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Mali's government vows to recover territory  →

Mali’s embattled interim government has ramped up diplomatic efforts to save the north from rebel fighters who have destroyed World Heritage shrines in Timbuktu and have reportedly rigged another city with mines.

The interim government in the capital Bamako, set up after the March 22 coup which led to a takeover in the north as armed groups exploited the resulting chaos, has been scrambling for assistance to regain its territory.

"We will do everything to recover our territory," Sadio Lamine Sow, Mali’s foreign minister, told the AFP news agency, speaking at the end of a two-day visit to Algeria, where he held talks with authorities in Algiers.

The post-coup transition government has struggled to assert its authority in the face of armed al-Qaeda-allied groups occupying the north, and Mali’s neighbours in west Africa have proposed a stronger unity government be formed

West African leaders will meet in Burkina Faso’s capital on Saturday to discuss this option with senior Malian political figures, as the Islamist rebels escalate efforts to exert their control in the country’s north.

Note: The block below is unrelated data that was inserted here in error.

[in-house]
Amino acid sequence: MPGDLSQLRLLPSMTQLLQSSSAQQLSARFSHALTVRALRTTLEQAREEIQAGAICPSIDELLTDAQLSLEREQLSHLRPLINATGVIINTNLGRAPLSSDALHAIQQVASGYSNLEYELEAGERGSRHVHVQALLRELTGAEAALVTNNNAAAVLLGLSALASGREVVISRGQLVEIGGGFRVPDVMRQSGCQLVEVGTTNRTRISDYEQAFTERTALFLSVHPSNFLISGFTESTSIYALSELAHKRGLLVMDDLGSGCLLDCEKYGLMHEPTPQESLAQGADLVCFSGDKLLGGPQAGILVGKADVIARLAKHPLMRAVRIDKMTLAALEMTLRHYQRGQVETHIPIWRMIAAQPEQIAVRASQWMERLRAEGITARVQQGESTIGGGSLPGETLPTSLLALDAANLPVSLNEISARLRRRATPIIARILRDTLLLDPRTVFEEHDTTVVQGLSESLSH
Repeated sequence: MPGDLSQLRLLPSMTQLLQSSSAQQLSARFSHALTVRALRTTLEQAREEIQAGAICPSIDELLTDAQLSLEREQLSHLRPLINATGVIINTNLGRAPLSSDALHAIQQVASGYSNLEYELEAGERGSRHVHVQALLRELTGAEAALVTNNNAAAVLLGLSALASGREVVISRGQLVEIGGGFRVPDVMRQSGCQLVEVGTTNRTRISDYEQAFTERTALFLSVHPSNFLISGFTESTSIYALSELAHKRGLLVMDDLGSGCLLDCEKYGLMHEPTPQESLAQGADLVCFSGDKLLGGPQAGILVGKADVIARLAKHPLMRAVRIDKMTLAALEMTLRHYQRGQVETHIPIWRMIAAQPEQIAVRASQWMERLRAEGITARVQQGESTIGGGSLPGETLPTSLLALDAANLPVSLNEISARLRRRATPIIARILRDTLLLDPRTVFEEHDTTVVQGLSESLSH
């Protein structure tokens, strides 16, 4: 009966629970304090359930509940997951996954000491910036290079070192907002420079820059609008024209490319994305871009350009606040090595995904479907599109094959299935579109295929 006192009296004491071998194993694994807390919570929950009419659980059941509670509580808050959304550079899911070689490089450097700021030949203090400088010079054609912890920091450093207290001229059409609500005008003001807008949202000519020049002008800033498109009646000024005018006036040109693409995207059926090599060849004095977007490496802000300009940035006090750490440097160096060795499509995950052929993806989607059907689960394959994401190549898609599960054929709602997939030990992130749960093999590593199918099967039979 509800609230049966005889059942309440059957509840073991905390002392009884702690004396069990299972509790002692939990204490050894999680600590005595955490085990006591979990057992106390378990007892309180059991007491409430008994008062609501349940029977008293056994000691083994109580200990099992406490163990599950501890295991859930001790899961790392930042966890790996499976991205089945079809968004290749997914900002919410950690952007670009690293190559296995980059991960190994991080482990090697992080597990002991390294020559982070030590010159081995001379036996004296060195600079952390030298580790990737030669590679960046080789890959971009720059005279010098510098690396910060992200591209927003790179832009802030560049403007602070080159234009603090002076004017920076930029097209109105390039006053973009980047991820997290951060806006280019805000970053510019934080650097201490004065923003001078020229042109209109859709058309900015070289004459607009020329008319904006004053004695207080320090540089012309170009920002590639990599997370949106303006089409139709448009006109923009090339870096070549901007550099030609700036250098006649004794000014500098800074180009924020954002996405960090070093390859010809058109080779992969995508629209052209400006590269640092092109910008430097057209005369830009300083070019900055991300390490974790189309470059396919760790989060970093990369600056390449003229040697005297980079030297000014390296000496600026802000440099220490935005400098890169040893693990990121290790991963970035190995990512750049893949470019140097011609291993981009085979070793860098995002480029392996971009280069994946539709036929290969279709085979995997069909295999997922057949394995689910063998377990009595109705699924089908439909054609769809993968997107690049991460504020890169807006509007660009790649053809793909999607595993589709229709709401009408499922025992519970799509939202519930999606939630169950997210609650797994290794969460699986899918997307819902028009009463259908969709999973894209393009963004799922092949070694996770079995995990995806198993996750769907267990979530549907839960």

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Mali: UN warning over refugees fleeing Tuareg rebellion →

dynamicafrica:

The UN says the number of Malian refugees fleeing to neighbouring countries to escape fighting between Tuareg rebels and the military has doubled over the past 10 days.

More than 44,000 thousand people have crossed into Mauritania, Niger and Burkina Faso.

Amnesty International described the fighting as the worst human rights crisis in northern Mali for 20 years.

The regional group Ecowas has condemned the Tuareg rebels for their offensive.

The Azawad National Liberation Movement (MNLA) took up arms last month following the return of many Tuareg fighters from Libya, where they had fought alongside Col Muammar Gaddafi’s forces.

The BBC West Africa correspondent Thomas Fessy says the area affected by the fighting is now relatively calm.

Both sides claim to control the north-eastern oasis town of Tessalit, near the border with Algeria.

The resurgence in fighting follows two years of relative peace between the government and the Tuareg.

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